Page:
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Friday, March 31, 2006

The Science of Middle-Earth

Henry Gee has written The Science of Middle-Earth. (Cold Spring Harbor, New York: Cold Spring Press, 2004) A one-sentence summary of the book would be that Gee attempts to give natural, scientific explanations of Tolkien's fantastic phenomena. He seems quite familiar with Tolkien, including his less popular works, and with science. (He should be. This source says he is a senior editor of Nature, arguably the most important science periodical in English.)

Here's a sample:

. . . Elves have a genetic constitution that is not only resistant to infectious disease, but also those diseases of aging, such as cancer, that seem to be related to a diminution of the body's resistance to oxidative stress. Elvish versions of DNA-repair enzymes, as well as catalase or superoxide dismutase those enzymes whose task it is to combat reactive oxygen species -- must be potent indeed. Elvish lives are also prolonged by caloric restriction alongside slow metabolism. . . . Elves . . . while they enjoy the occasional banquet, largely seem to exist on a diet of water, lembas, and thin air . . . and can go for long periods without visible means of sustenance or even sleep. This suggests a highly efficient metabolism in which the production of reactive oxygen species is kept to a minimum. Because of this, Elves always manage to look young and beautiful, signs of age being revealed only in their eyes. (p.169)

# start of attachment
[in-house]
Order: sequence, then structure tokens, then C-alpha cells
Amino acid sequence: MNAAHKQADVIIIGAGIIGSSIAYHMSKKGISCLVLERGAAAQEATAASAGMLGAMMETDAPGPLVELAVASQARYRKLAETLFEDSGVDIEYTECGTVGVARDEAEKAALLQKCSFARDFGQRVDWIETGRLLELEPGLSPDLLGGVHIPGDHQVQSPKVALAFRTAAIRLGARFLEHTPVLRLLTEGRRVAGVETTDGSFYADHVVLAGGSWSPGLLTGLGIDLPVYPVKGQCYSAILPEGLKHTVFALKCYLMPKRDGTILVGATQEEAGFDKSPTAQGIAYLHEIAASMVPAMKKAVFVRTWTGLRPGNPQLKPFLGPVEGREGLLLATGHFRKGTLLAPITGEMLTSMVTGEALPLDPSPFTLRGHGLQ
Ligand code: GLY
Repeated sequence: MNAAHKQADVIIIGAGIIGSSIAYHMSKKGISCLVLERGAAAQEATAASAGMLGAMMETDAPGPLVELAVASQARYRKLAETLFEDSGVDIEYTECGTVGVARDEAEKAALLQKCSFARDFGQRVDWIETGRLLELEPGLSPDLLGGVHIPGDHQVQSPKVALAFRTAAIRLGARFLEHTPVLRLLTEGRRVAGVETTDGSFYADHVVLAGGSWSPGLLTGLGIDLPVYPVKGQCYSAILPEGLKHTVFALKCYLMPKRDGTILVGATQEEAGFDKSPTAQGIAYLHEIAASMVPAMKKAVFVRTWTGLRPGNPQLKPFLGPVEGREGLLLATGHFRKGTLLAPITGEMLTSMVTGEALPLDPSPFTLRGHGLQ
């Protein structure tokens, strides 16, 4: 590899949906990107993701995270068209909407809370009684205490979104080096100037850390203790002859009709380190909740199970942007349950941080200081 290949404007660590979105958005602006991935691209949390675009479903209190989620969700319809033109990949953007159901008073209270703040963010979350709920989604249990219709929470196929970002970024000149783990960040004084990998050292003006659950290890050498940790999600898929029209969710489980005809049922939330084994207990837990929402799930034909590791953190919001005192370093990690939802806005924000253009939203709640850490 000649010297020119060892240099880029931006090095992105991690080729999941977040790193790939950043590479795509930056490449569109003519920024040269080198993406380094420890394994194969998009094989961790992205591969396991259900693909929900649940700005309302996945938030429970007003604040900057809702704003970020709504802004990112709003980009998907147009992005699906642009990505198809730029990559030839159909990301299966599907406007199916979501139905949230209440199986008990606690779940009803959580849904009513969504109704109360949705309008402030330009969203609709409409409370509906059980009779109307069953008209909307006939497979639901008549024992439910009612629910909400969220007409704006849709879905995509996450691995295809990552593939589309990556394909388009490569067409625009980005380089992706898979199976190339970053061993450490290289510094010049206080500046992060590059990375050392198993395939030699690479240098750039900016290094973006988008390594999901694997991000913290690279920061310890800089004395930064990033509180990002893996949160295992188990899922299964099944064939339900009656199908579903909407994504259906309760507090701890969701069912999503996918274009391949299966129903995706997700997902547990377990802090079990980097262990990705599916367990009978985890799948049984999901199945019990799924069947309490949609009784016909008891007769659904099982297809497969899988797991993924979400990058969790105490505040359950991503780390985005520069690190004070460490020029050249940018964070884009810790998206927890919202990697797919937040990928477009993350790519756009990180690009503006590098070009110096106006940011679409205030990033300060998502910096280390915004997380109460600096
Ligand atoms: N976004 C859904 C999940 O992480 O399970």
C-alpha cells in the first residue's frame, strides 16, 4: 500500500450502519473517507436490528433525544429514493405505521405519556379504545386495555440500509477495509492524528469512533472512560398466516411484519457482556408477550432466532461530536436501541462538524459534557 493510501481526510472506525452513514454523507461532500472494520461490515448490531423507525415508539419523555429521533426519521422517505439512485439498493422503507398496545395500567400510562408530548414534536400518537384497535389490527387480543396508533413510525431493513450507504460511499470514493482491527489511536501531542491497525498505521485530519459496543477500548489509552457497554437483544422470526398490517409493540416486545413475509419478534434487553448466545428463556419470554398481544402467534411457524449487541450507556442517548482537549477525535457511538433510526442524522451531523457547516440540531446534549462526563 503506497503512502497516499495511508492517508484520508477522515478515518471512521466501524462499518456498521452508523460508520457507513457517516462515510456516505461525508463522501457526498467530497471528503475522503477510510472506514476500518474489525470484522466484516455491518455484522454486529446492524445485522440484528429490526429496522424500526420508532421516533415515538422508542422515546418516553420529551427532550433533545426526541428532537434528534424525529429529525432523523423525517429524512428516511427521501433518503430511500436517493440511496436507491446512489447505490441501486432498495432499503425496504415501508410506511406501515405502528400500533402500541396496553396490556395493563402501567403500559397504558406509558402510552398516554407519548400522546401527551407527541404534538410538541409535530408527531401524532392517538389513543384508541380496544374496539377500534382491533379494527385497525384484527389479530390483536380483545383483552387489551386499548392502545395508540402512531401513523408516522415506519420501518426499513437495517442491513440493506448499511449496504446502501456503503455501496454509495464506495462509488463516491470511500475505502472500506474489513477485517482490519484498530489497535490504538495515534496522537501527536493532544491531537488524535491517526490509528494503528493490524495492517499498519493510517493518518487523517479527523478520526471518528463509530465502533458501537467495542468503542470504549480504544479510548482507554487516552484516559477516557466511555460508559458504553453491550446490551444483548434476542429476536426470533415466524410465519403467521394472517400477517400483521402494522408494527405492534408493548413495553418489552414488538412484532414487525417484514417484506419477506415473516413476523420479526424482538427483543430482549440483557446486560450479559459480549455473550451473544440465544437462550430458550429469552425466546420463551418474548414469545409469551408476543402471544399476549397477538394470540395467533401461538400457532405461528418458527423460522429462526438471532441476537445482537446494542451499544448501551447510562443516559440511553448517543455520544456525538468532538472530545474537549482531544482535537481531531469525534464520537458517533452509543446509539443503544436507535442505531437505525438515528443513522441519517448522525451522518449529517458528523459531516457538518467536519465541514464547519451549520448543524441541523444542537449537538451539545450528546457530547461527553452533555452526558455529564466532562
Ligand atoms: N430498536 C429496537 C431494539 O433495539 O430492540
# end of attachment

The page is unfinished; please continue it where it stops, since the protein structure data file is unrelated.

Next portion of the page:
Four criticisms leap to mind. First, surely Tolkien didn't know about most of this, and, most likely, wouldn't have cared if he did know. Second, if Gee is correct, why don't the DNA-repair enzymes work in and around the eyes, too? Third, there's a comma missing. Fourth, and most importantly, all these explanations spoil the mythical qualities of Tolkien's work, at least if you think about them much, and the mythical qualities are the whole point of his writing.

Gee is not afraid to speculate. He supposes that dragons synthesize diethyl ether, which ignites when passing down their throats. He considers the question of a vertebrate with six limbs (in the case of dragons, four legs and two wings). He speculates about homeotic mutations, which can cause extra appendages in insects, and thinks that having four limbs became fixed in vertebrates by chance -- it could have been six. He speculates about other matters, such as the physical nature of mithril, (he thinks it's a compound), about how palantíri and Silmarils might have been constructed, about how spiders could be so large (animals with exoskeletons and respiratory structures like insects and spiders don't seem able to grow much larger than we know them, in spite of the way they are portrayed in some horror movies), and about elvish technology. (They don't understand what the hobbits mean when they ask the Elves about magic. They may have had, at least in the time of Fëanor, sophisticated technology.) He admits failure in explaining how the One Ring "works," which I find comforting, after all the other magic he has explained away, or tried to.